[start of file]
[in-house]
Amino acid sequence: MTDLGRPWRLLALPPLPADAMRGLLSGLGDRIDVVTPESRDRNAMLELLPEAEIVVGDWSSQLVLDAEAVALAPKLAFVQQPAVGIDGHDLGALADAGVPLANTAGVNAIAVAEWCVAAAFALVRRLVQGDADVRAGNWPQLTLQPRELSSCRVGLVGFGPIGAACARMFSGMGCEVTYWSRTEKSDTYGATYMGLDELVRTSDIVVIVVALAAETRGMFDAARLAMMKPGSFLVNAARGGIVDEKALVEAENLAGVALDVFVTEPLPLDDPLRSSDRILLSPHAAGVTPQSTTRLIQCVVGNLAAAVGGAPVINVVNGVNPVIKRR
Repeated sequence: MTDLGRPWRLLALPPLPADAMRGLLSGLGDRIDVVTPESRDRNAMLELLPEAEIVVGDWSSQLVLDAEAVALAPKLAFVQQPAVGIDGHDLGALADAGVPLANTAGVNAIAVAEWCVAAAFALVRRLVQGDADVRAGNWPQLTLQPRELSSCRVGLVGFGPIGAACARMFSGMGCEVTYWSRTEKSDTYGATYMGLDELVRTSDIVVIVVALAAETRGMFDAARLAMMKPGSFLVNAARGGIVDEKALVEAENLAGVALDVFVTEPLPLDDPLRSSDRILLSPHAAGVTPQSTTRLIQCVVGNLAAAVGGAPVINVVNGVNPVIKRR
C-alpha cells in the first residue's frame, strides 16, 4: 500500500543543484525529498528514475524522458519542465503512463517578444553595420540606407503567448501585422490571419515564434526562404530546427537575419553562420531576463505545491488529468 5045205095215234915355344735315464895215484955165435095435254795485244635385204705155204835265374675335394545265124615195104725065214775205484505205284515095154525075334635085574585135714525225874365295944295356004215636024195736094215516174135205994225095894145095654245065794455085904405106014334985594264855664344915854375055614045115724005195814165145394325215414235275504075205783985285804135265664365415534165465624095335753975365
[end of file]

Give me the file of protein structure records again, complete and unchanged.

[in-house]
Amino acid sequence: MTDLGRPWRLLALPPLPADAMRGLLSGLGDRIDVVTPESRDRNAMLELLPEAEIVVGDWSSQLVLDAEAVALAPKLAFVQQPAVGIDGHDLGALADAGVPLANTAGVNAIAVAEWCVAAAFALVRRLVQGDADVRAGNWPQLTLQPRELSSCRVGLVGFGPIGAACARMFSGMGCEVTYWSRTEKSDTYGATYMGLDELVRTSDIVVIVVALAAETRGMFDAARLAMMKPGSFLVNAARGGIVDEKALVEAENLAGVALDVFVTEPLPLDDPLRSSDRILLSPHAAGVTPQSTTRLIQCVVGNLAAAVGGAPVINVVNGVNPVIKRR
Repeated sequence: MTDLGRPWRLLALPPLPADAMRGLLSGLGDRIDVVTPESRDRNAMLELLPEAEIVVGDWSSQLVLDAEAVALAPKLAFVQQPAVGIDGHDLGALADAGVPLANTAGVNAIAVAEWCVAAAFALVRRLVQGDADVRAGNWPQLTLQPRELSSCRVGLVGFGPIGAACARMFSGMGCEVTYWSRTEKSDTYGATYMGLDELVRTSDIVVIVVALAAETRGMFDAARLAMMKPGSFLVNAARGGIVDEKALVEAENLAGVALDVFVTEPLPLDDPLRSSDRILLSPHAAGVTPQSTTRLIQCVVGNLAAAVGGAPVINVVNGVNPVIKRR
C-alpha cells in the first residue's frame, strides 16, 4: 500500500543543484525529498528514475524522458519542465503512463517578444553595420540606407503567448501585422490571419515564434526562404530546427537575419553562420531576463505545491488529468 5045205095215234915355344735315464895215484955165435095435254795485244635385204705155204835265374675335394545265124615195104725065214775205484505205284515095154525075334635085574585135714525225874365295944295356004215636024195736094215516174135205994225095894145095654245065794455085904405106014334985594264855664344915854375055614045115724005195814165145394325215414235275504075205783985285804135265664365415534165465624095335753975365